(click image to enlarge)

The Raspberry Pi 4 Model B adds a native PCIe Gen2 based Gigabit Ethernet port for 1000Mbps performance compared to a high of 300Mbps on the Model 3B+’s USB 2.0-driven GbE port. The dual-band 802.11ac WiFi is the same as introduced on the 3B+, but Bluetooth has improved to version 5.0.

Two of the four USB host ports use the faster USB 3.0 spec (finally!), and the micro-USB power port has been replaced with a more versatile USB Type-C port. The Type-C port “supports an extra 500mA of current, ensuring we have a full 1.2A for downstream USB devices, even under heavy CPU load,” writes Upton. You can re-use your old power supply with a $1 adapter or buy a new $8 5V/3A supply with Type-C support.

Raspberry Pi 4
(click images to enlarge)

Returning features include the 40-pin GPIO header, the microSD slot, the MIPI-CSI camera connector, and audio jack, which are all located in the familiar places. Yet, if you recently bought a case for your Raspberry Pi thinking that you could upgrade to a new Pi in the future, think again. The Pi 4 switches the position of the GbE port, and the new micro-HDMI and Type-C ports also require changes.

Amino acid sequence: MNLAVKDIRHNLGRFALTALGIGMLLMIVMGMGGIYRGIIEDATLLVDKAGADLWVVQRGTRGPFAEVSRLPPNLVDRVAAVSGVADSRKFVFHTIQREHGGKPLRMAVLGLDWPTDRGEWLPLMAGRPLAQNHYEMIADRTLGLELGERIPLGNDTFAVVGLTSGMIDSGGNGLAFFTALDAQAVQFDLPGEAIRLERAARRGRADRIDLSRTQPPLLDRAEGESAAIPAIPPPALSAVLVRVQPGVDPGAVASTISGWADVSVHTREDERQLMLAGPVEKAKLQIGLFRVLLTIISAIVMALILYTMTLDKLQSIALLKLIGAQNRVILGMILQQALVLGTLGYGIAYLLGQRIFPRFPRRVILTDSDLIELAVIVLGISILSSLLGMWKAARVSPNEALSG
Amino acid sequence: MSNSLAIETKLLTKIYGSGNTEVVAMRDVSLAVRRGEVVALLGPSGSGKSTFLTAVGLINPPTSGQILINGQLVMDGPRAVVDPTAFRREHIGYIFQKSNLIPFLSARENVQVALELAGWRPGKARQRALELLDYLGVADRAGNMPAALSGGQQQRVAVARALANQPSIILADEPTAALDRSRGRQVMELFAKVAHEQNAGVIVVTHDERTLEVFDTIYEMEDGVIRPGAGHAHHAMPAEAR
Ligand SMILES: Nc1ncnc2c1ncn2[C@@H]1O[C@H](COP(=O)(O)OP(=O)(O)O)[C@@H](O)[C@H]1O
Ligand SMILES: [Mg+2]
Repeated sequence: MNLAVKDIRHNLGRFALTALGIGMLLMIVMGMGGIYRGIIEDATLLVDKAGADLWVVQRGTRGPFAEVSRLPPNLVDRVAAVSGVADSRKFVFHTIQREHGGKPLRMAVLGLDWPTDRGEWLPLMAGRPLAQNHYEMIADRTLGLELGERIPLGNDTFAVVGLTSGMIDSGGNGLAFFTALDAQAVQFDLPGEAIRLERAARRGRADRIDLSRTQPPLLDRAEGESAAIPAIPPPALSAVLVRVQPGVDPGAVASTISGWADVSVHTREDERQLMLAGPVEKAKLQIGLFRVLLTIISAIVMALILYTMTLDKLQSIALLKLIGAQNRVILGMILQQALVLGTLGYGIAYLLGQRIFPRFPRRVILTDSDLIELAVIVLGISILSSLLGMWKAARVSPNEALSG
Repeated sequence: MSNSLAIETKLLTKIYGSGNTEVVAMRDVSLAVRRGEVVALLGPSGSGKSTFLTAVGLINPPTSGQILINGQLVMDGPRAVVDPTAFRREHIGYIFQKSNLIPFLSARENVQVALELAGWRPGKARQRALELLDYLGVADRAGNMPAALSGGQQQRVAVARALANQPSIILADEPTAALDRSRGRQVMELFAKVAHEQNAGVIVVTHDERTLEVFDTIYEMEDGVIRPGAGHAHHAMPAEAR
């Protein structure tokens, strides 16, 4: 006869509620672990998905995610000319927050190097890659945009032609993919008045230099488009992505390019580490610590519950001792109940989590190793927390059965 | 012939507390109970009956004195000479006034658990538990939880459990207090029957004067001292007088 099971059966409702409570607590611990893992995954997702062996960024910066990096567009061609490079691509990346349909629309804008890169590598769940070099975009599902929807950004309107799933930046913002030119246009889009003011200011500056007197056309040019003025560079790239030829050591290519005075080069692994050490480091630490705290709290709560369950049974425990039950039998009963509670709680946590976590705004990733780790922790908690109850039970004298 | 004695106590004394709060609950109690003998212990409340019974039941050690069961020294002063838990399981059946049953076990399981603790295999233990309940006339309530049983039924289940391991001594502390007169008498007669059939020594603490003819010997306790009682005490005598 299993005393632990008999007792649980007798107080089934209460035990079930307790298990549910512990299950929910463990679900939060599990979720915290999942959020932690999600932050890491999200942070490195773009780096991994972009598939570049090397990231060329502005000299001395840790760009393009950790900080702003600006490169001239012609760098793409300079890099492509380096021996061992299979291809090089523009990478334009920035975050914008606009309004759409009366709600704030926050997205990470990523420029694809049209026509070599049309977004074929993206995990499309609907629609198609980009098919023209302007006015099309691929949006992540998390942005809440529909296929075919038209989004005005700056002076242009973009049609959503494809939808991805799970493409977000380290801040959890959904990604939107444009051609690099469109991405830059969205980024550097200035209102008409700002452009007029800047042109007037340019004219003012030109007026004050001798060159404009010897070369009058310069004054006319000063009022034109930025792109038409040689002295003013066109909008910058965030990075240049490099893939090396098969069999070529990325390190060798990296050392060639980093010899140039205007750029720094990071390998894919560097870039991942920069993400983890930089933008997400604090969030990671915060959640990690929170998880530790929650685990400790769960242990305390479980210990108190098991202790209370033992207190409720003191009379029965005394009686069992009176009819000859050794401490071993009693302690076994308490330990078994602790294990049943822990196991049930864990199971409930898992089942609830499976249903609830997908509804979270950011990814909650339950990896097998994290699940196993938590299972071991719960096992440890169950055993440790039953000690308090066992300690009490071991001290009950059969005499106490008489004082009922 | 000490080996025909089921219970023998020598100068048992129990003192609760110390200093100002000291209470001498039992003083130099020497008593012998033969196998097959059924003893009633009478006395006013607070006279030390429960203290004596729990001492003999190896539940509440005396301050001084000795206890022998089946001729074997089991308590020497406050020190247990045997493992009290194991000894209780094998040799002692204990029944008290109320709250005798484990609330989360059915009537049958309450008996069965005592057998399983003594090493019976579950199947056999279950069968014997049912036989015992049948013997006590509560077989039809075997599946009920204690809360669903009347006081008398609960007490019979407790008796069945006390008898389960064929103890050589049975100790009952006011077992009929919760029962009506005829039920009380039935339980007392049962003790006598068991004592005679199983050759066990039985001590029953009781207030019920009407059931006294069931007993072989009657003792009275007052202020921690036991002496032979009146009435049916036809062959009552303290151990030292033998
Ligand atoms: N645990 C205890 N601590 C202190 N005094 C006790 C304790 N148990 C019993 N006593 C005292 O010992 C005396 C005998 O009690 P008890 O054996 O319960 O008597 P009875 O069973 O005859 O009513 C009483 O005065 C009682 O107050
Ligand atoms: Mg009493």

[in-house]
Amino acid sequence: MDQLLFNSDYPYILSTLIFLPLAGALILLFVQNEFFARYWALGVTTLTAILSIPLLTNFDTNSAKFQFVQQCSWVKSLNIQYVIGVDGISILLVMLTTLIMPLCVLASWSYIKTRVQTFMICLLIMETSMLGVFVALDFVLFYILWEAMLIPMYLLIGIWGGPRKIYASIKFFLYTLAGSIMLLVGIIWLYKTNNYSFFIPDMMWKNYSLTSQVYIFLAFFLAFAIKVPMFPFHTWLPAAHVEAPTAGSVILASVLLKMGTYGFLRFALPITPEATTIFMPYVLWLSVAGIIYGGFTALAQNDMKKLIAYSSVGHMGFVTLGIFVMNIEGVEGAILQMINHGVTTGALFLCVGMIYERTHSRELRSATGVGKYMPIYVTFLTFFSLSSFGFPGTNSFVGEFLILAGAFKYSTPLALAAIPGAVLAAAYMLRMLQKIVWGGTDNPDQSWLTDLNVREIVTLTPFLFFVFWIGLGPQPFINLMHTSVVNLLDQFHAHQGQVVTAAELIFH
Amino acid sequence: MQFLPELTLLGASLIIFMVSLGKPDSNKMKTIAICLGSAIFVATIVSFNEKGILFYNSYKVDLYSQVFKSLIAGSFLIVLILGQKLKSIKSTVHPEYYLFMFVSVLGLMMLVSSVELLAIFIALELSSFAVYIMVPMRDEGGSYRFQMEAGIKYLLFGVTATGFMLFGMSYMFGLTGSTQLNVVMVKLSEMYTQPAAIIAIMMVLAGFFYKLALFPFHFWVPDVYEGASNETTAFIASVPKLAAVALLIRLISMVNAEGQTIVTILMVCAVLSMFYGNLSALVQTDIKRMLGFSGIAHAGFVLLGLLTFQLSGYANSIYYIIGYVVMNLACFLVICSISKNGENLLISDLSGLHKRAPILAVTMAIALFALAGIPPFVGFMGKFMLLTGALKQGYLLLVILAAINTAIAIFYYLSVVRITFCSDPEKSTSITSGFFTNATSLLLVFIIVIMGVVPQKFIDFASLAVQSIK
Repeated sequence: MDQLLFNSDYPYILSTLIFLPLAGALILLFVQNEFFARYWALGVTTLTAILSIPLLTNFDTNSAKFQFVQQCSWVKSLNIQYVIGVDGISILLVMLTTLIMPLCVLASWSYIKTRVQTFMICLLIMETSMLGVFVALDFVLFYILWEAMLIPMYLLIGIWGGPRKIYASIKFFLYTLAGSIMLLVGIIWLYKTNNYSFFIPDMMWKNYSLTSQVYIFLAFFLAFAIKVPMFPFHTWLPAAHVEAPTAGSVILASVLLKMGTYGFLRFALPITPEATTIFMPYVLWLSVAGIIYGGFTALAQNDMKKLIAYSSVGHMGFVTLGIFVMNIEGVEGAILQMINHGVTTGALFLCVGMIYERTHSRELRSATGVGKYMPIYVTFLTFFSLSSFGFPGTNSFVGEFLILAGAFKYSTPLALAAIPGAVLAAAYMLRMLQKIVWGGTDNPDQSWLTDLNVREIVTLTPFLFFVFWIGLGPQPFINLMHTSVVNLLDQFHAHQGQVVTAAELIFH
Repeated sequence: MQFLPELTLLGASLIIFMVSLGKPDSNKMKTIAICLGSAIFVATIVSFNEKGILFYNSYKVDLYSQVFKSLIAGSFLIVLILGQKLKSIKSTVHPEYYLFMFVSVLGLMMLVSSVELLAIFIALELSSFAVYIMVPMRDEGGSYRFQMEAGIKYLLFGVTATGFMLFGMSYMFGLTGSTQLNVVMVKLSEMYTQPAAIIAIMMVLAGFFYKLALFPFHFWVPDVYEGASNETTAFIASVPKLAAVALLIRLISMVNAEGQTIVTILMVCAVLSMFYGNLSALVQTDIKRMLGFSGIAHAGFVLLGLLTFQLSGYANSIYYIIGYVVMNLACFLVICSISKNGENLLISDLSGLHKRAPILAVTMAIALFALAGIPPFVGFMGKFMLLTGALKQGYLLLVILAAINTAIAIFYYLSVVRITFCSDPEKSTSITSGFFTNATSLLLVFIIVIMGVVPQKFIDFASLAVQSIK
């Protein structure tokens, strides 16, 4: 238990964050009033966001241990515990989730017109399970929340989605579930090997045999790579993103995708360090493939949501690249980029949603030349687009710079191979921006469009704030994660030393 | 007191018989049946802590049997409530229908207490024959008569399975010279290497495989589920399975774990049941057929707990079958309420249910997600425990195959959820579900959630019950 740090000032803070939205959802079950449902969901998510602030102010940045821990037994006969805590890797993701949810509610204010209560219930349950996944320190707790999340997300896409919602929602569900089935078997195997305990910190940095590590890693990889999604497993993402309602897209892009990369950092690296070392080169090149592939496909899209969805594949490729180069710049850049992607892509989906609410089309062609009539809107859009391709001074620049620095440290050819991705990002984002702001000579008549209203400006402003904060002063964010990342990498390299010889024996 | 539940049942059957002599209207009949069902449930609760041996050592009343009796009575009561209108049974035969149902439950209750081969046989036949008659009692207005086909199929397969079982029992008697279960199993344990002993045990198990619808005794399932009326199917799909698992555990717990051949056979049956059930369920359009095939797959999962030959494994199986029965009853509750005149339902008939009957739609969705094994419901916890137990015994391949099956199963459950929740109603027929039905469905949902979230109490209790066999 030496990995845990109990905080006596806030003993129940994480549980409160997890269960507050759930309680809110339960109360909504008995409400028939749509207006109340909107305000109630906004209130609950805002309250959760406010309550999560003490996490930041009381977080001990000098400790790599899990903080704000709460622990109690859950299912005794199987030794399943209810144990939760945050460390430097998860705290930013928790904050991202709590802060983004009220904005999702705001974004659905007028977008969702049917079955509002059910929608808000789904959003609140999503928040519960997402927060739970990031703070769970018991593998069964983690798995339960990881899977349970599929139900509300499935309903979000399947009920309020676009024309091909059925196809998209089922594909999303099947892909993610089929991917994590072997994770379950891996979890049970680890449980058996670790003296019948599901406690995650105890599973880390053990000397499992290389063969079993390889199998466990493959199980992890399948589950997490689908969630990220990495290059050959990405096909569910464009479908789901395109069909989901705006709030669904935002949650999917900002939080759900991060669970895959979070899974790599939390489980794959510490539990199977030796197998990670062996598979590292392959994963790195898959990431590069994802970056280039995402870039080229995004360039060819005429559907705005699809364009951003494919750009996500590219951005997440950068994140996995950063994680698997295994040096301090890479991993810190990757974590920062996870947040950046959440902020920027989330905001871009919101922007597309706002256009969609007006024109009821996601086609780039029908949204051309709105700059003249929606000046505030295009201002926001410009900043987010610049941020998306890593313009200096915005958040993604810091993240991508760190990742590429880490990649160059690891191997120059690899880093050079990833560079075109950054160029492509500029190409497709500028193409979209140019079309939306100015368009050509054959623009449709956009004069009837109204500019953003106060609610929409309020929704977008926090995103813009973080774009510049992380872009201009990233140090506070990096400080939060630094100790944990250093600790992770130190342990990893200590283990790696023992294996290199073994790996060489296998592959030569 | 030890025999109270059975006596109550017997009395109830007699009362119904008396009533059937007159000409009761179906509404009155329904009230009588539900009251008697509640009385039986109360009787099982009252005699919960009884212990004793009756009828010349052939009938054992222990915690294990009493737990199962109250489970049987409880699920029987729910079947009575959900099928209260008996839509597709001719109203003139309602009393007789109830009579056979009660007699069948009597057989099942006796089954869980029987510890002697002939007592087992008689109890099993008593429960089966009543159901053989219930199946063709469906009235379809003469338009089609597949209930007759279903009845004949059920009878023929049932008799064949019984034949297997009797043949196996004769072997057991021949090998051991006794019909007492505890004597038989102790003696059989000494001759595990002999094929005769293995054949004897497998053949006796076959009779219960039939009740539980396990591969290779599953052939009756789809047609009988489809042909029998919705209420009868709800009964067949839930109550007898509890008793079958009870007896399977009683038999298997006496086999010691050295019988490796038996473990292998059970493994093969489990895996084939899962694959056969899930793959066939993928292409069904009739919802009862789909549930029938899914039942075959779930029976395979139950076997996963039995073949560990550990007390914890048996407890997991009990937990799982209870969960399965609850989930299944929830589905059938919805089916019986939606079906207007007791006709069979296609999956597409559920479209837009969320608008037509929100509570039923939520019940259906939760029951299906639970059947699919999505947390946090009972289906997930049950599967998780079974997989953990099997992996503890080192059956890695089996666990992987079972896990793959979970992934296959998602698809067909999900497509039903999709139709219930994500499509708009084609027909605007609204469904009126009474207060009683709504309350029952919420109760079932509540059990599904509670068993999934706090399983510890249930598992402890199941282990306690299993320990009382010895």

In addition, the four USB ports and GbE port have been extended by a millimeter to hang over the edge for easier case design. There are instructions for how to modify an existing case or you can purchase new, two-part case for only $5.

The PoE connector remains in place so you can use the existing Raspberry Pi PoE HAT. Other HATs and accessories should work fine.

A $120 Raspberry Pi 4 Desktop Kit is available that gives you a 4GB Pi 4 with the official new case, power supply and existing mouse and keyboard combo. It also provides two micro-HDMI cables and a 32GB microSD card pre-installed with a major new Raspbian Buster distribution.